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The Maxine Singer Papers

Letter from Maxine Singer to Marianne Grunberg-Manago pdf (74,346 Bytes) transcript of pdf
Letter from Maxine Singer to Marianne Grunberg-Manago
Number of Image Pages:
2 (74,346 Bytes)
1962-05-04 (May 4, 1962)
Singer, Maxine
Grunberg-Manago, Marianne
Institut Biologie Physico-Chimique
Original Repository: Library of Congress. Maxine Singer Papers
Reproduced with permission of the Library of Congress.
Medical Subject Headings (MeSH):
Exhibit Category:
Nucleic Acids, the Genetic Code, and Transposable Genetic Elements: A Life in Research
Box Number: 1
Folder Number: 6
Unique Identifier:
Document Type:
Letters (correspondence)
Physical Condition:
Series: Correspondence, 1955-2004, n.d.
SubSeries: Chronological
Folder: 1962
May 4, 1962
Dear Marianne:
About transnucleotidation reaction -- nothing more was ever done beside that preliminary stuff of Heppel's. Actually, I may be looking into it again, but certainly not extensively, at least not in the near future. I don't know why Paul said he thought it no longer valid.
In the next few weeks I'll be writing up arsenolysis experiments and will send you a copy of the very first draft as soon as it is ready. Off hand it is still difficult to decide about mechanisms. The oligonucleotides stimulate 50-fold or more, under optimal concentrations. The enzyme alone will slowly arsenolyze however, so requirement is not absolute by any means. The enzyme has a 280/260 greater than 1.6 and heated enzyme dues not stimulate the reaction. Actually it inhibits somewhat. Enzyme is the 300-fold purified stuff.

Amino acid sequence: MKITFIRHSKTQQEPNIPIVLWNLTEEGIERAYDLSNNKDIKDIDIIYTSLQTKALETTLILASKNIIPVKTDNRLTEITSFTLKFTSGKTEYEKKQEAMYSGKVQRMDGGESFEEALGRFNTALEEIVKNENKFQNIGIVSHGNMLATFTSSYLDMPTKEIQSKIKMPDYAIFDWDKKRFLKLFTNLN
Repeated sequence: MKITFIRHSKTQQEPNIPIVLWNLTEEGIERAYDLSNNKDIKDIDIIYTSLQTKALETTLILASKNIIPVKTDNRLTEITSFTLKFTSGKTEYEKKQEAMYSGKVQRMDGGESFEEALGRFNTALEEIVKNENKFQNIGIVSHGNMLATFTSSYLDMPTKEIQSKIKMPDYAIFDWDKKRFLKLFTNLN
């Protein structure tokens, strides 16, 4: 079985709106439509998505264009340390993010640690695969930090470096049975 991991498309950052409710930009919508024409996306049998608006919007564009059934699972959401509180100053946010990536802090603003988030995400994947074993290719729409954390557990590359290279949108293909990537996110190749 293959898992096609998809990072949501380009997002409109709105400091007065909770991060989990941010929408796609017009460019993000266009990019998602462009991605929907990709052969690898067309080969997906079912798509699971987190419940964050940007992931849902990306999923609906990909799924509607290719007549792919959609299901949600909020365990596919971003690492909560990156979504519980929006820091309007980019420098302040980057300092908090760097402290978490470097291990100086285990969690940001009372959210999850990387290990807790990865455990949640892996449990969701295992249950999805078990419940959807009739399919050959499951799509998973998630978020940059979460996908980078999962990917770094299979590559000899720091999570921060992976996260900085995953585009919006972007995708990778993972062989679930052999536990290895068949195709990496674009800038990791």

We have done quite a bit of kinetics on the reaction, and these experiments show that the binding of diphosphate and primer to the enzyme are related events. Furthermore the kinetics definitely indicate one enzyme for all the diphosphates. GDP behaves like the others in all respects except for requiring a little more arsenate for optimal reaction. Tentatively I would say that XMP-E is unlikely, at least starting from nucleoside diphosphate. On the other hand this presents difficulties in interpreting transnucleotidation, unless one postulates that you can get an AMP enzyme complex starting from polymer. This is not, of course, very satisfactory.
Have you heard anything from Littauer about recent S-RNA-polynucleotide phosphorylase experiments?
Sorry that I won't be at Gordon Conference. It is cutting things a little too close for baby's arrival. Can't we get you down here for a day or so?
Best regards,
Maxine Singer
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